In fact, everything that exists and moves in the Church – the sacraments, doctrine, institutions – draws its strength from Christ’s Resurrection. -Fr. Raniero Cantalamessa, Life in Christ, 67
Even though the Church continually invites Catholics to live in the Resurrection of Christ, many of us cling to our suffering. As a result, our spirituality is focused mainly on the Crucifixion even though we celebrate our release from prison liturgically every year. The candles we lit almost two weeks ago at the Easter Vigil symbolically illuminated our path forward, showing us how to move through the darkness of our sin and suffering to victory with Christ. During the Easter Proclamation (Exsultet), the deacon or priest sings:
What good would life have been to us,
had Christ not come as our Redeemer?
The power of this holy night
dispels all evil, washes guilt away,
restores lost innocence, brings mourners joy;
it casts out hatred, brings us peace, and humbles earthly pride.
Yet, as we listened to this prayer, the obvious question we must ask ourselves is, “Do I allow Christ to redeem me, to set me free in truth, in the nitty-gritty of my daily life?” It is not easy to actualize our faith, to move beyond mere ritual and lip service. I know I spent years thinking I was a committed Catholic, but I was in fact closed to the power of Christ’s death and resurrection as it applied to me personally.
Learning How to Live in the Resurrection
Thank God for my kids, because they shook me out of a phony piety by stripping away distractions, stripping my life down to the basics and forcing me to turn to Christ the Savior in desperation.
I was a perfectionist who strove to raise polite, godly children and keep an immaculate house. It took living on a limited income with nine kids, a husband struggling with depression, and overwhelming chores on a small hobby farm to bring me to my knees. Only when I experienced Christ’s redemption could I experience the Resurrection and say with joy, “Christ is risen! He is risen indeed!”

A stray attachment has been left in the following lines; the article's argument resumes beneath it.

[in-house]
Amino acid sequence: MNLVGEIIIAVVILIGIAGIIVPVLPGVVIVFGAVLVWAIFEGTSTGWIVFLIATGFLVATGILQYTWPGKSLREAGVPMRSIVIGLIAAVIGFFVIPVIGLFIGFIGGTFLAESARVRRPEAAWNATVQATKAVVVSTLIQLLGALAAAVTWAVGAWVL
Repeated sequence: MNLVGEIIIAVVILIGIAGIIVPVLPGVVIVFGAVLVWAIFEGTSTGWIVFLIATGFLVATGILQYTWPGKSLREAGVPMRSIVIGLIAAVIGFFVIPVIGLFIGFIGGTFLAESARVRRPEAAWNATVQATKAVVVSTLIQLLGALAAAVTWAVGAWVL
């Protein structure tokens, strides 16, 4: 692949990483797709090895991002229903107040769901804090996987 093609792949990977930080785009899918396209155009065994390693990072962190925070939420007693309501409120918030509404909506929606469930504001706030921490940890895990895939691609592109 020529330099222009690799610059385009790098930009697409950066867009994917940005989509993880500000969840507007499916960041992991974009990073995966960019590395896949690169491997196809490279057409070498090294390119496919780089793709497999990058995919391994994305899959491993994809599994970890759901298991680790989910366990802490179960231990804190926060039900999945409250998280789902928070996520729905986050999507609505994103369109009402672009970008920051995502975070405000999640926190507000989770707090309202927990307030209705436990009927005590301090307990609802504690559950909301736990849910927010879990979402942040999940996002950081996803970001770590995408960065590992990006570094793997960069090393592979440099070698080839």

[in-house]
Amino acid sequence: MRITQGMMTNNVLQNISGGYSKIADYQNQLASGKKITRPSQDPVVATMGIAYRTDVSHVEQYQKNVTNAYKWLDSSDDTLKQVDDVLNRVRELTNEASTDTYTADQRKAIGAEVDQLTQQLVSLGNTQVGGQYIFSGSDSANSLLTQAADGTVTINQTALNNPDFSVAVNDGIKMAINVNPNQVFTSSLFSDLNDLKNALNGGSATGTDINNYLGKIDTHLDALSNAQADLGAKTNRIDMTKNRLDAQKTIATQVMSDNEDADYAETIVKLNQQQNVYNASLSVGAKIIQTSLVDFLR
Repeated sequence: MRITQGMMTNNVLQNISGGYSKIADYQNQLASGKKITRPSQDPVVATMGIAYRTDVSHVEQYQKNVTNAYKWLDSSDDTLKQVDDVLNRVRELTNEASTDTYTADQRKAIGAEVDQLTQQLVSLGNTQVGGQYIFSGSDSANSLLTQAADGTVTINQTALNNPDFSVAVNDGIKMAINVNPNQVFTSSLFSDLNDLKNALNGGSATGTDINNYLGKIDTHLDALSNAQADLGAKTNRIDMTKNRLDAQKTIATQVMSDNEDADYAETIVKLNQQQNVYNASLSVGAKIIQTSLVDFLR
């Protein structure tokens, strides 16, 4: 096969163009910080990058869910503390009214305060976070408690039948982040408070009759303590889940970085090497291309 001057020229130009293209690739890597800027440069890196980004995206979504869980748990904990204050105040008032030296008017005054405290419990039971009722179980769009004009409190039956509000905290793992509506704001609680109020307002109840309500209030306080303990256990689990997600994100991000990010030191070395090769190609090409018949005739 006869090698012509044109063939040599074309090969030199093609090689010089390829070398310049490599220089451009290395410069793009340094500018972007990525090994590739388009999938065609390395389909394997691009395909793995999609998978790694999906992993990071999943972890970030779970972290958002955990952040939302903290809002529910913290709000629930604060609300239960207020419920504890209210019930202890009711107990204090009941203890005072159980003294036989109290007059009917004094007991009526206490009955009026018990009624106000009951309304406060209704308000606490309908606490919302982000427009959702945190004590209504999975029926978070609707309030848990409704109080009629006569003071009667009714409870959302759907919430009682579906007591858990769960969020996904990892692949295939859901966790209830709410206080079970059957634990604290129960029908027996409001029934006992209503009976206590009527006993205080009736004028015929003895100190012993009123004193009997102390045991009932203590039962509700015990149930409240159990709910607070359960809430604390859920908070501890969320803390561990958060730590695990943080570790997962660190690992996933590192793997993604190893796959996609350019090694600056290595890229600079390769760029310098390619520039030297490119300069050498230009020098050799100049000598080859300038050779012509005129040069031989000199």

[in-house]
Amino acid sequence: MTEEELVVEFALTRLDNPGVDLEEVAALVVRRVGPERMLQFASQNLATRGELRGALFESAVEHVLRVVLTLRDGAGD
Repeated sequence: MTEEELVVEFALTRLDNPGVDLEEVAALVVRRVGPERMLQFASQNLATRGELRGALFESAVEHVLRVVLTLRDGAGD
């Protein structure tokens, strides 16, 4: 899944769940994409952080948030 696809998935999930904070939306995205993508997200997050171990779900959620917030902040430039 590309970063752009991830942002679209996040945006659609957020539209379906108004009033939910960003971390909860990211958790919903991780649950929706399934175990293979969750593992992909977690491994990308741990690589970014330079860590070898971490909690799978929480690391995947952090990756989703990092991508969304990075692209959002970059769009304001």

Years ago, when my kids were still small, I was ironing dresses and shirts for Easter Sunday the next day. Six-year-old Claire watched for a while and then pointed to the iron and asked,
“What is that, mummy?”
I was shocked and then I laughed and laughed because I realized this little girl had never seen me ironing. I usually used the clothes dryer as my wrinkle-smoother when I wasn’t looking for perfection but rather efficiency. Actually, it was not just the iron which seldom received attention as I mothered a large family. Something I considered essential was eliminated from my life with the birth of each child. Painting portraits went with my firstborn. Other births gave the boot to crafts, dusting, making bread, cooking interesting meals, and folding laundry.
The Cross Comes Before the Resurrection
As every mother knows, a newborn takes at least eight hours a day to nurse, burp, rock, comfort, bath, change, and to wash diapers, clothes, receiving blankets, sheets, and baby blankets. Then you have to deal with your own clothes which tend to get covered in vomit and other nasty surprises. The lack of sleep leads to a rather narrow existence where the best days are when you can sneak in a 10-minute nap or shower and dress before noon.
Those were the days when life was reduced to the basics. It was easy to fall into a trap of thinking of myself as a victim, a martyr on the cross with Christ. It was easy to forget about my call to live with the resurrected Christ.
When life was stripped down to the basics of survival I was forced to turn to God. Suffering was actually the key to learning how to live in joy. My difficult life was miraculous when I relaxed and allowed myself to live in the moment, enjoying my newborn and loving my other children rather than bemoaning all the important activities I couldn’t seem to even start.
Unless I embrace the cross, I cannot embrace the Resurrection. Don’t get stuck on the cross. We draw our strength from the resurrection.
Copyright 2018 Melanie Jean Juneau